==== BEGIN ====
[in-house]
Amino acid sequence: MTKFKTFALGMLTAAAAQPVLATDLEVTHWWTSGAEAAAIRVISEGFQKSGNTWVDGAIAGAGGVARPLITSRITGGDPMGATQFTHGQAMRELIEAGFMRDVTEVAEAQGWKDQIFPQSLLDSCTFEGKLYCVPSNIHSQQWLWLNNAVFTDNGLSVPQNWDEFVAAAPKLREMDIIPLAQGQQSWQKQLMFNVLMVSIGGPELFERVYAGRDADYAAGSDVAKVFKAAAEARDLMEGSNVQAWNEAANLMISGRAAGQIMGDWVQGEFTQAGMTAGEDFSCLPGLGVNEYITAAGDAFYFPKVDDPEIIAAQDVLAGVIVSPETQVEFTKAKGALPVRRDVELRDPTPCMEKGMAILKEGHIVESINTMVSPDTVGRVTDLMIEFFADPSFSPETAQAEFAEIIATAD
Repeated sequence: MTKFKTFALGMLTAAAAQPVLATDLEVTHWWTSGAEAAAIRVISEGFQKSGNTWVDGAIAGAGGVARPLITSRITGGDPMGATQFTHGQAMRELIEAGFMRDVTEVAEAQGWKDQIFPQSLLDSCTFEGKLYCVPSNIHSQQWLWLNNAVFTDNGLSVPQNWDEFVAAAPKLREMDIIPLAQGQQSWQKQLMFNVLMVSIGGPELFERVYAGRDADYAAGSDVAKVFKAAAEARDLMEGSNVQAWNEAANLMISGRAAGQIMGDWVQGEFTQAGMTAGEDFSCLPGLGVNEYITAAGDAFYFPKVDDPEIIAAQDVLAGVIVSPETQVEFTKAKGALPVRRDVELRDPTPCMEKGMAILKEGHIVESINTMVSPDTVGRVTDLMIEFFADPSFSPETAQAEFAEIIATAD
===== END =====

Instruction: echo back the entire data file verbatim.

[in-house]
Amino acid sequence: MTKFKTFALGMLTAAAAQPVLATDLEVTHWWTSGAEAAAIRVISEGFQKSGNTWVDGAIAGAGGVARPLITSRITGGDPMGATQFTHGQAMRELIEAGFMRDVTEVAEAQGWKDQIFPQSLLDSCTFEGKLYCVPSNIHSQQWLWLNNAVFTDNGLSVPQNWDEFVAAAPKLREMDIIPLAQGQQSWQKQLMFNVLMVSIGGPELFERVYAGRDADYAAGSDVAKVFKAAAEARDLMEGSNVQAWNEAANLMISGRAAGQIMGDWVQGEFTQAGMTAGEDFSCLPGLGVNEYITAAGDAFYFPKVDDPEIIAAQDVLAGVIVSPETQVEFTKAKGALPVRRDVELRDPTPCMEKGMAILKEGHIVESINTMVSPDTVGRVTDLMIEFFADPSFSPETAQAEFAEIIATAD
Repeated sequence: MTKFKTFALGMLTAAAAQPVLATDLEVTHWWTSGAEAAAIRVISEGFQKSGNTWVDGAIAGAGGVARPLITSRITGGDPMGATQFTHGQAMRELIEAGFMRDVTEVAEAQGWKDQIFPQSLLDSCTFEGKLYCVPSNIHSQQWLWLNNAVFTDNGLSVPQNWDEFVAAAPKLREMDIIPLAQGQQSWQKQLMFNVLMVSIGGPELFERVYAGRDADYAAGSDVAKVFKAAAEARDLMEGSNVQAWNEAANLMISGRAAGQIMGDWVQGEFTQAGMTAGEDFSCLPGLGVNEYITAAGDAFYFPKVDDPEIIAAQDVLAGVIVSPETQVEFTKAKGALPVRRDVELRDPTPCMEKGMAILKEGHIVESINTMVSPDTVGRVTDLMIEFFADPSFSPETAQAEFAEIIATAD